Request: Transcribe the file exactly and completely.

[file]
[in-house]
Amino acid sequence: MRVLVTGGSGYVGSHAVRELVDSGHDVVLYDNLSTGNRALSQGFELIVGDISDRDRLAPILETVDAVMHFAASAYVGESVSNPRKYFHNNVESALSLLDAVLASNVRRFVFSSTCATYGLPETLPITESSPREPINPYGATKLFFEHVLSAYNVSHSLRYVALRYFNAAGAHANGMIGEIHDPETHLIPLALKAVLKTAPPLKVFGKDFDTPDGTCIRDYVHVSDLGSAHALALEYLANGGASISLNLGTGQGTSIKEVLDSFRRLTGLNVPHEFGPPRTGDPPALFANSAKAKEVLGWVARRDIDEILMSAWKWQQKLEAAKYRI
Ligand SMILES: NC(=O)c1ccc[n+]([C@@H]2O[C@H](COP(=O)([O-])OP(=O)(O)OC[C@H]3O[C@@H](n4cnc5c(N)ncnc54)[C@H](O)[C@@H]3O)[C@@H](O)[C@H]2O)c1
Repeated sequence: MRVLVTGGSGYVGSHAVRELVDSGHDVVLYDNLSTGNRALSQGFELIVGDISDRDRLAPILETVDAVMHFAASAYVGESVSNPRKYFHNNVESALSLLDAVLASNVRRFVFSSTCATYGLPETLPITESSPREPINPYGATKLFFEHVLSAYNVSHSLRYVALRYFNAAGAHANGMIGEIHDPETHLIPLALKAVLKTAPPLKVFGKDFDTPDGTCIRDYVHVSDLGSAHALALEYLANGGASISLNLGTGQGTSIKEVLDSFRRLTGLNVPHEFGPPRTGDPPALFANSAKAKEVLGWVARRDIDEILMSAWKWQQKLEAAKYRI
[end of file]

[in-house]
Amino acid sequence: MRVLVTGGSGYVGSHAVRELVDSGHDVVLYDNLSTGNRALSQGFELIVGDISDRDRLAPILETVDAVMHFAASAYVGESVSNPRKYFHNNVESALSLLDAVLASNVRRFVFSSTCATYGLPETLPITESSPREPINPYGATKLFFEHVLSAYNVSHSLRYVALRYFNAAGAHANGMIGEIHDPETHLIPLALKAVLKTAPPLKVFGKDFDTPDGTCIRDYVHVSDLGSAHALALEYLANGGASISLNLGTGQGTSIKEVLDSFRRLTGLNVPHEFGPPRTGDPPALFANSAKAKEVLGWVARRDIDEILMSAWKWQQKLEAAKYRI
Ligand SMILES: NC(=O)c1ccc[n+]([C@@H]2O[C@H](COP(=O)([O-])OP(=O)(O)OC[C@H]3O[C@@H](n4cnc5c(N)ncnc54)[C@H](O)[C@@H]3O)[C@@H](O)[C@H]2O)c1
Repeated sequence: MRVLVTGGSGYVGSHAVRELVDSGHDVVLYDNLSTGNRALSQGFELIVGDISDRDRLAPILETVDAVMHFAASAYVGESVSNPRKYFHNNVESALSLLDAVLASNVRRFVFSSTCATYGLPETLPITESSPREPINPYGATKLFFEHVLSAYNVSHSLRYVALRYFNAAGAHANGMIGEIHDPETHLIPLALKAVLKTAPPLKVFGKDFDTPDGTCIRDYVHVSDLGSAHALALEYLANGGASISLNLGTGQGTSIKEVLDSFRRLTGLNVPHEFGPPRTGDPPALFANSAKAKEVLGWVARRDIDEILMSAWKWQQKLEAAKYRI